There were two female performers: Trinidad-born boogie-woogie piano virtuoso Winifred Atwell (20 million records sold, 11 top-ten hits, and two #1 UK singles) and Wales-born vocalist Dame Shirley Bassey of Bond-theme fame (27 top-40 UK hits and 2 #1s, 140 million records sold worldwide). There were the multiracial Motown-style the Foundations, who had two massive hits in the late ’60s, and the pop-reggae band Greyhound, whose 1971 plea for racial harmony “Black and White” hit #6 in the UK, but which I knew only from the US #1 remake by American hit machine The Three Dog Night.

There were the moderately successful singer-songwriters Labi Siffre (of English, Afro-Barbadian, and Nigerian heritage), Joan Armatrading (born in Saint Christopher and Nevis), and a few others. There was the odd reggae singer who charted, like Jamaican-born Dandy Livingstone, who recorded over 80 singles between 1964 and 1980, had a top-twenty hit in 1972, and whose “Rudy, a Message to You” became a big hit when covered by the Specials in 1979. There was talent, and there was also the same hard glass ceiling Cymande hit.

Perhaps the one exception to this sobering backdrop of Cymande’s local predecessors is the multiracial rock band the Equals. Formed by the Gordon twins from Jamaica, their white neighbors in a working-class housing estate in North London, and Guyana-born frontman and songwriter Eddy Grant, the Equals played hard psychedelic blues rock. They had three top ten singles in the UK, including the #1 hit “Baby Come Back”, which reached the top 50 in the US in 1968, and the original version of “Police on my Back”, which the Clash covered on Sandinista!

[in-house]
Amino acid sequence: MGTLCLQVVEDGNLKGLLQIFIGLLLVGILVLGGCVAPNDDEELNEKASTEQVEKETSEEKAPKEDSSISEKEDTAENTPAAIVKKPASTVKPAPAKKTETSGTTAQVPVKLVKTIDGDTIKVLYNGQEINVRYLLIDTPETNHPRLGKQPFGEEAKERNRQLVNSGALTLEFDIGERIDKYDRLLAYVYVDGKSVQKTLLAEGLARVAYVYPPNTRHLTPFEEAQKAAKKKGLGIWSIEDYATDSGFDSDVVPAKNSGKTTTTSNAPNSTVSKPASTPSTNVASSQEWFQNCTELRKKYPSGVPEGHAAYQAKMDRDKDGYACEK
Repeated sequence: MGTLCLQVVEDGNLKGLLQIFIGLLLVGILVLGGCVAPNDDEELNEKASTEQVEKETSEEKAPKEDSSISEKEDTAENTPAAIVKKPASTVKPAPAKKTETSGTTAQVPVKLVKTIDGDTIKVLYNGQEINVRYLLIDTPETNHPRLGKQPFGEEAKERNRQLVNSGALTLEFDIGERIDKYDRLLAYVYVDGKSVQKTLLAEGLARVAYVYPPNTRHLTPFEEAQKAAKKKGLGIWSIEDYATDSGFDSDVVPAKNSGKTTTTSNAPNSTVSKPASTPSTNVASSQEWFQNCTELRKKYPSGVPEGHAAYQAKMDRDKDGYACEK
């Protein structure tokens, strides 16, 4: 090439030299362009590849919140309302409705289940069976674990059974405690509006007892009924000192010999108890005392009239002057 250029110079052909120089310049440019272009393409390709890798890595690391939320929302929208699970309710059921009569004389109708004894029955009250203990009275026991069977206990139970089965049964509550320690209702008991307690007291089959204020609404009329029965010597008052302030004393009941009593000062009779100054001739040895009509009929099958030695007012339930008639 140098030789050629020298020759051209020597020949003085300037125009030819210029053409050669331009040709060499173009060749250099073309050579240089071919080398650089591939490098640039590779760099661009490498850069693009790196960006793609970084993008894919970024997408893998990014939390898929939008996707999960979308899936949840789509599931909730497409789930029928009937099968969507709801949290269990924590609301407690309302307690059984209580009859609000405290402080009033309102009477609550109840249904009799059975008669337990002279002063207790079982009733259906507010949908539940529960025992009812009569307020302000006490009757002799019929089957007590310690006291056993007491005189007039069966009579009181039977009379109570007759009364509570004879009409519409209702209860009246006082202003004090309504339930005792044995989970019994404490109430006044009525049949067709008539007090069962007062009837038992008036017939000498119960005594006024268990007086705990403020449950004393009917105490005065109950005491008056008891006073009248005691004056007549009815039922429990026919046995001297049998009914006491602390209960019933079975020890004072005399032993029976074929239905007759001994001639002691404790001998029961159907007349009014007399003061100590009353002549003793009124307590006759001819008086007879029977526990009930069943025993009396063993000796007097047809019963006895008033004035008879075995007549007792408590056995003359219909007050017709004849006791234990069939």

As Jason Heller wrote in a 2016 feature about the Equals, “They were the first major interracial rock group in the UK”. The Equals were able to maintain popularity even with the overtly political and heavily funky 1971 single “Black Skin Blue Eyed Boys”. Grant would leave the Equals soon after, parlaying the band’s successful run into a studio that he would use for his own later success, especially the 1982 hit “Electric Avenue”, and also, as Lloyd Bradley documents in his invaluable 2013 history Sounds Like London: 100 Years of Black Music in the Capital, to support local Black musicians, regardless of their solvency.

As Bradley’s exhaustive research uncovered, there was a lot of Black music in London; it’s just that most of it flew under the radar, outside of the mainstream media, and bereft of much economic support. Many calypso, ska, and reggae artists recorded in London even as they remained based in the Caribbean. While mostly for export and seldom charting in the UK, those singles circulated among the Caribbean diaspora, a common currency uniting bands like Cymande whose members came from different islands or nations back home.

Cymande absorbed these disparate influences into the heady mix of their own music. That mix naturally also included African American artists, from jazz musicians, especially electric Miles Davis, to the groundbreaking work of Marvin Gaye and Stevie Wonder as their musical and political visions transformed R&B and soul music for the new decade. The Latin influence came through Mexican-born Carlos Santana, who had four albums in the UK top-ten between 1970 and 1973, through Latin jazz, through the Afro-Cuban influence on West African music, and through the conga and other percussion in reggae and other Afro-Caribbean forms. London was a musical crossroads, and, more than maybe any other band of the time, Cymande put everything it found to creative use.